Hearing loss tied to poorer physical, mental health

Older adults with hearing loss are more likely than peers with normal hearing to require hospitalization and suffer from periods of inactivity and depression, according to results of a new study by experts at Johns Hopkins.

The team's analysis of the health survey data from 1,140 men and women ages 70 and older with hearing loss found that those with hearing deficits were 32 percent more likely to have been admitted to a hospital than 529 older men and women with normal hearing. All study participants had volunteered to have their hearing tested over a four-year period as part of a larger ongoing study, the National Health and Nutrition Examination Survey.

The latest NHANES findings, published in the Journal of the American Medical Association online June 11, are believed to be the first to show the broader economic and long-term effects of hearing loss on general health.

"Hearing loss may have a profoundly detrimental effect on older people's physical and mental well-being, and even health care resources," says senior study investigator Frank Lin, an otologist and epidemiologist. "Our results underscore why hearing loss should not be considered an inconsequential part of aging but an important issue for public health," says Lin, an assistant professor in the schools of Medicine and Public Health. According to Lin, as many as 27 million Americans over age 50, including two-thirds of men and women ages 70 and older, suffer from some form of hearing loss.

The study also found that older adults with hearing loss were 36 percent more likely to have prolonged stretches (lasting more than 10 days) of illness or injury and 57 percent more likely to have deep episodes (for more than 10 days) of stress, depression, or bad mood. NHANES participants answered detailed questionnaires about their physical and mental well-being.

Lead study investigator Dane Genther, a resident in Otolaryngology–Head and Neck Surgery, says. "Health policymakers really have to consider hearing loss and its broader health impact when making decisions, particularly for older people." Genther says he supports expanded Medicare and Medicaid reimbursement for hearing-related health care services, wider installation of hearing loops in various facilities, and more accessible and affordable approaches for treating hearing loss.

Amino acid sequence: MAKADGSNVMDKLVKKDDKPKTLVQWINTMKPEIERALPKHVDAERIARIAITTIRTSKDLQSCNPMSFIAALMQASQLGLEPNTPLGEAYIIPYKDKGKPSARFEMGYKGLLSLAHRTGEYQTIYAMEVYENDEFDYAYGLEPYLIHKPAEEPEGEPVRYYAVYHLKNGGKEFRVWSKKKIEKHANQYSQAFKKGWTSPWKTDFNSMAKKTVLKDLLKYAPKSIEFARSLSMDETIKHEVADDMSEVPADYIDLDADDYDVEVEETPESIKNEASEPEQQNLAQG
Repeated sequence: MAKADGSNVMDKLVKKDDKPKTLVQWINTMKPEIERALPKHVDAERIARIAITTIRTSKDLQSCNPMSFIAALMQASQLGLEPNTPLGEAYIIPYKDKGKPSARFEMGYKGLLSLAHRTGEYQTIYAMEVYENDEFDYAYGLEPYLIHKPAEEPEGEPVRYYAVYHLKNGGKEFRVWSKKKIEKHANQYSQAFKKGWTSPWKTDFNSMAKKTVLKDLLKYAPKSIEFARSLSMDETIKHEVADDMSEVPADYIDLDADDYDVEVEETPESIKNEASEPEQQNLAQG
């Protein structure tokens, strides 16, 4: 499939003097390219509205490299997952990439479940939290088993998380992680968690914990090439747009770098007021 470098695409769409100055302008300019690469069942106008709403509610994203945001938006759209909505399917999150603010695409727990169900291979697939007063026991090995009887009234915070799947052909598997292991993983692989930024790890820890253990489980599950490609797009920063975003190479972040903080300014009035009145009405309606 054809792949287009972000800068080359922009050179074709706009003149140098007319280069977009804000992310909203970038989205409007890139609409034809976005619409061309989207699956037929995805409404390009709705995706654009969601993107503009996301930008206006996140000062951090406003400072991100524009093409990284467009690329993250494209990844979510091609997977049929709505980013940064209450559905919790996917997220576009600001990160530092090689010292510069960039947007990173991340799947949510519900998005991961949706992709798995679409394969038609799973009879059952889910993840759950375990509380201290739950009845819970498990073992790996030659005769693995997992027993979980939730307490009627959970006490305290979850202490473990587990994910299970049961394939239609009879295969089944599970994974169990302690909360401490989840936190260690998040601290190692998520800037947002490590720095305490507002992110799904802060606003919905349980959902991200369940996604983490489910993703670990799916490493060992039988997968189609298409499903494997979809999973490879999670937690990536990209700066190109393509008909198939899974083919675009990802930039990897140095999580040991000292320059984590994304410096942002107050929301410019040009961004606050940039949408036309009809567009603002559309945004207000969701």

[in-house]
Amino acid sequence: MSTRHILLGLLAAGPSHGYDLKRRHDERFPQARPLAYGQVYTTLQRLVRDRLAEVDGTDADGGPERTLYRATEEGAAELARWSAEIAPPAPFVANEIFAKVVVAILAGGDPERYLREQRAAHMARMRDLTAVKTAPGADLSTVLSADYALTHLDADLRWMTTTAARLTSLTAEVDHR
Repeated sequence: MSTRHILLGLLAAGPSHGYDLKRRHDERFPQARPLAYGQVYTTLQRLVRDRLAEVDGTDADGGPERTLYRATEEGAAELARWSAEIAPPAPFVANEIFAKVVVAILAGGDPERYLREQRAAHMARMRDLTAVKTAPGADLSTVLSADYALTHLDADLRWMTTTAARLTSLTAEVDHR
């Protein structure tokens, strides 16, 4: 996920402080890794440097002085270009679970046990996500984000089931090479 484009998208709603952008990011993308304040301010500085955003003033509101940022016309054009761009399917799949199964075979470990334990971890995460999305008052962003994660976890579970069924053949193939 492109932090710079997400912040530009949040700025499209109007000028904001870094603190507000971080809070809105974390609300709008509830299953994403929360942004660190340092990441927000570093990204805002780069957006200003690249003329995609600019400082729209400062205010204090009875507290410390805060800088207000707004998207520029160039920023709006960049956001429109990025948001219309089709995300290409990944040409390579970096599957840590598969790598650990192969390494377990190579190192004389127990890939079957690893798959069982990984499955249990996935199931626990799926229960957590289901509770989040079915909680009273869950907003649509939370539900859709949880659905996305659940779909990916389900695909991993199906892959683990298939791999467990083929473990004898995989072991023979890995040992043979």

Lin says that social isolation resulting from hearing loss may explain the physical and mental declines—as well as the cognitive deficits—that afflict older adults. This, in turn, may lead to more illness and hospitalization, he says. His team already has further research under way to see if treating hearing loss with counseling and hearing aids can reduce people's risk of cognitive decline and dementia.

NHANES participants were tested for hearing loss from 2005 to 2006 and from 2009 to 2010. For the test, each study volunteer listened to a range of soft and loud sounds, from 0 decibels to 100 decibels, in a soundproof room. Hearing specialists define such a deficit as recognizing only those sounds louder than 25 decibels.

Funding support for this study and the NHANES study was provided by the National Institutes of Health and the Centers for Disease Control and Prevention. Additional research support was provided by the Eleanor Schwartz Charitable Foundation and a Triological Society and American College of Surgeons Clinician-Scientist Award.

In addition to Lin and Genther, Johns Hopkins researchers involved in this study were Kevin Frick, David Chen, and Joshua Betz.

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